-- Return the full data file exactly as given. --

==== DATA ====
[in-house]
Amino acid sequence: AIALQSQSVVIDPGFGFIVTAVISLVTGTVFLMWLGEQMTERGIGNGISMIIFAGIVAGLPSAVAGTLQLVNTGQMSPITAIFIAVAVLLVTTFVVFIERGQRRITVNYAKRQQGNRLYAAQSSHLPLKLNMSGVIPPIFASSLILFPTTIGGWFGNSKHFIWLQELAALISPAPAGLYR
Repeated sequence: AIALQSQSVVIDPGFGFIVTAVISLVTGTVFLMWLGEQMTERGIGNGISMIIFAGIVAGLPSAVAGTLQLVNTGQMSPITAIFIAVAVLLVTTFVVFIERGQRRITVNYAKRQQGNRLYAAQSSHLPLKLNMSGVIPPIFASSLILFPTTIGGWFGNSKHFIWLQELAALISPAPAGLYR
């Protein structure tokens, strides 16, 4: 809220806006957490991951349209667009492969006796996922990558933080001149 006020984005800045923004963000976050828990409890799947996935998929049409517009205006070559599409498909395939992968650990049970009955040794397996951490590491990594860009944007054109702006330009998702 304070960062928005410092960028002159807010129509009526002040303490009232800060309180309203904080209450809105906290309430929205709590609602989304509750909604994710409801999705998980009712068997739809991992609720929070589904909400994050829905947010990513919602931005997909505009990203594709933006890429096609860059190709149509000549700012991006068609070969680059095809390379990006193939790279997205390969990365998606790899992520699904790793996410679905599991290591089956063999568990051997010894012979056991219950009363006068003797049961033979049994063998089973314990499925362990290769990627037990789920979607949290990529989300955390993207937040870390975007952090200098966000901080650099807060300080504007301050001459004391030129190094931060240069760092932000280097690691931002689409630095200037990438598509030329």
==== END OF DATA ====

[in-house]
Amino acid sequence: AIALQSQSVVIDPGFGFIVTAVISLVTGTVFLMWLGEQMTERGIGNGISMIIFAGIVAGLPSAVAGTLQLVNTGQMSPITAIFIAVAVLLVTTFVVFIERGQRRITVNYAKRQQGNRLYAAQSSHLPLKLNMSGVIPPIFASSLILFPTTIGGWFGNSKHFIWLQELAALISPAPAGLYR
Repeated sequence: AIALQSQSVVIDPGFGFIVTAVISLVTGTVFLMWLGEQMTERGIGNGISMIIFAGIVAGLPSAVAGTLQLVNTGQMSPITAIFIAVAVLLVTTFVVFIERGQRRITVNYAKRQQGNRLYAAQSSHLPLKLNMSGVIPPIFASSLILFPTTIGGWFGNSKHFIWLQELAALISPAPAGLYR
């Protein structure tokens, strides 16, 4: 809220806006957490991951349209667009492969006796996922990558933080001149 006020984005800045923004963000976050828990409890799947996935998929049409517009205006070559599409498909395939992968650990049970009955040794397996951490590491990594860009944007054109702006330009998702 304070960062928005410092960028002159807010129509009526002040303490009232800060309180309203904080209450809105906290309430929205709590609602989304509750909604994710409801999705998980009712068997739809991992609720929070589904909400994050829905947010990513919602931005997909505009990203594709933006890429096609860059190709149509000549700012991006068609070969680059095809390379990006193939790279997205390969990365998606790899992520699904790793996410679905599991290591089956063999568990051997010894012979056991219950009363006068003797049961033979049994063998089973314990499925362990290769990627037990789920979607949290990529989300955390993207937040870390975007952090200098966000901080650099807060300080504007301050001459004391030129190094931060240069760092932000280097690691931002689409630095200037990438598509030329």